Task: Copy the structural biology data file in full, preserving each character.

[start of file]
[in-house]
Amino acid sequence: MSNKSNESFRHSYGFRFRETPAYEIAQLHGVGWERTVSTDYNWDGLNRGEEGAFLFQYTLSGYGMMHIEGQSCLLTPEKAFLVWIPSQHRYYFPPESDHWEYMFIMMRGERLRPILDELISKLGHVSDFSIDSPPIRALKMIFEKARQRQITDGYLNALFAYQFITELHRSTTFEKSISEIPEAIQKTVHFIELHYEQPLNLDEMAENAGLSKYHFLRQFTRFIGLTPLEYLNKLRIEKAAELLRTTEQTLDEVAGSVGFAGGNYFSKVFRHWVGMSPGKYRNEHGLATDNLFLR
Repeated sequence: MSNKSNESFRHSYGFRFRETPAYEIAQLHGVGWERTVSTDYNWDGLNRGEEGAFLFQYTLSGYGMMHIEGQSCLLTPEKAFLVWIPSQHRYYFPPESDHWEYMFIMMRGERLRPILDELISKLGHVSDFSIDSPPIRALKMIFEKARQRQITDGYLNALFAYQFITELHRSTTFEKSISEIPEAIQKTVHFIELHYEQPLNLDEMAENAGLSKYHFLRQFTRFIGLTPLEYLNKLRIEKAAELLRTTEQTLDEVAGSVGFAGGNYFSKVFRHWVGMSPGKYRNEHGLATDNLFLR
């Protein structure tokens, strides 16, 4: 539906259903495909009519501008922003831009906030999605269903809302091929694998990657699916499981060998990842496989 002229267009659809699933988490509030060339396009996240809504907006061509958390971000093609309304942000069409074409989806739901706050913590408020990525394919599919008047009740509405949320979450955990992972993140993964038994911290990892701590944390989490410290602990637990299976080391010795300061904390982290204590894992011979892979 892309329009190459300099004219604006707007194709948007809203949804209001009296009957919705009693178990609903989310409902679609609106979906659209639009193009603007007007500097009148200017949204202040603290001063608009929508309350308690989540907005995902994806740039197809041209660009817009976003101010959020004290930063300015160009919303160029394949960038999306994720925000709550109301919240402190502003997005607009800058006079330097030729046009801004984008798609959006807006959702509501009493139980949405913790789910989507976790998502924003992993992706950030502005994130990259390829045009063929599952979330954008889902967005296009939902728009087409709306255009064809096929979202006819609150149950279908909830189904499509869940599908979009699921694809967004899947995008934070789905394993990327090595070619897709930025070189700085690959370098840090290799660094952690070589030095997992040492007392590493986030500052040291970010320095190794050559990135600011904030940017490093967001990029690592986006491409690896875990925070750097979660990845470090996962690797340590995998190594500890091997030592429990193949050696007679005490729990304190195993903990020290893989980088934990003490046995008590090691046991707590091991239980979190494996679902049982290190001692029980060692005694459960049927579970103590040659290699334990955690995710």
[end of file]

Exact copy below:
[in-house]
Amino acid sequence: MSNKSNESFRHSYGFRFRETPAYEIAQLHGVGWERTVSTDYNWDGLNRGEEGAFLFQYTLSGYGMMHIEGQSCLLTPEKAFLVWIPSQHRYYFPPESDHWEYMFIMMRGERLRPILDELISKLGHVSDFSIDSPPIRALKMIFEKARQRQITDGYLNALFAYQFITELHRSTTFEKSISEIPEAIQKTVHFIELHYEQPLNLDEMAENAGLSKYHFLRQFTRFIGLTPLEYLNKLRIEKAAELLRTTEQTLDEVAGSVGFAGGNYFSKVFRHWVGMSPGKYRNEHGLATDNLFLR
Repeated sequence: MSNKSNESFRHSYGFRFRETPAYEIAQLHGVGWERTVSTDYNWDGLNRGEEGAFLFQYTLSGYGMMHIEGQSCLLTPEKAFLVWIPSQHRYYFPPESDHWEYMFIMMRGERLRPILDELISKLGHVSDFSIDSPPIRALKMIFEKARQRQITDGYLNALFAYQFITELHRSTTFEKSISEIPEAIQKTVHFIELHYEQPLNLDEMAENAGLSKYHFLRQFTRFIGLTPLEYLNKLRIEKAAELLRTTEQTLDEVAGSVGFAGGNYFSKVFRHWVGMSPGKYRNEHGLATDNLFLR
């Protein structure tokens, strides 16, 4: 539906259903495909009519501008922003831009906030999605269903809302091929694998990657699916499981060998990842496989 002229267009659809699933988490509030060339396009996240809504907006061509958390971000093609309304942000069409074409989806739901706050913590408020990525394919599919008047009740509405949320979450955990992972993140993964038994911290990892701590944390989490410290602990637990299976080391010795300061904390982290204590894992011979892979 892309329009190459300099004219604006707007194709948007809203949804209001009296009957919705009693178990609903989310409902679609609106979906659209639009193009603007007007500097009148200017949204202040603290001063608009929508309350308690989540907005995902994806740039197809041209660009817009976003101010959020004290930063300015160009919303160029394949960038999306994720925000709550109301919240402190502003997005607009800058006079330097030729046009801004984008798609959006807006959702509501009493139980949405913790789910989507976790998502924003992993992706950030502005994130990259390829045009063929599952979330954008889902967005296009939902728009087409709306255009064809096929979202006819609150149950279908909830189904499509869940599908979009699921694809967004899947995008934070789905394993990327090595070619897709930025070189700085690959370098840090290799660094952690070589030095997992040492007392590493986030500052040291970010320095190794050559990135600011904030940017490093967001990029690592986006491409690896875990925070750097979660990845470090996962690797340590995998190594500890091997030592429990193949050696007679005490729990304190195993903990020290893989980088934990003490046995008590090691046991707590091991239980979190494996679902049982290190001692029980060692005694459960049927579970103590040659290699334990955690995710």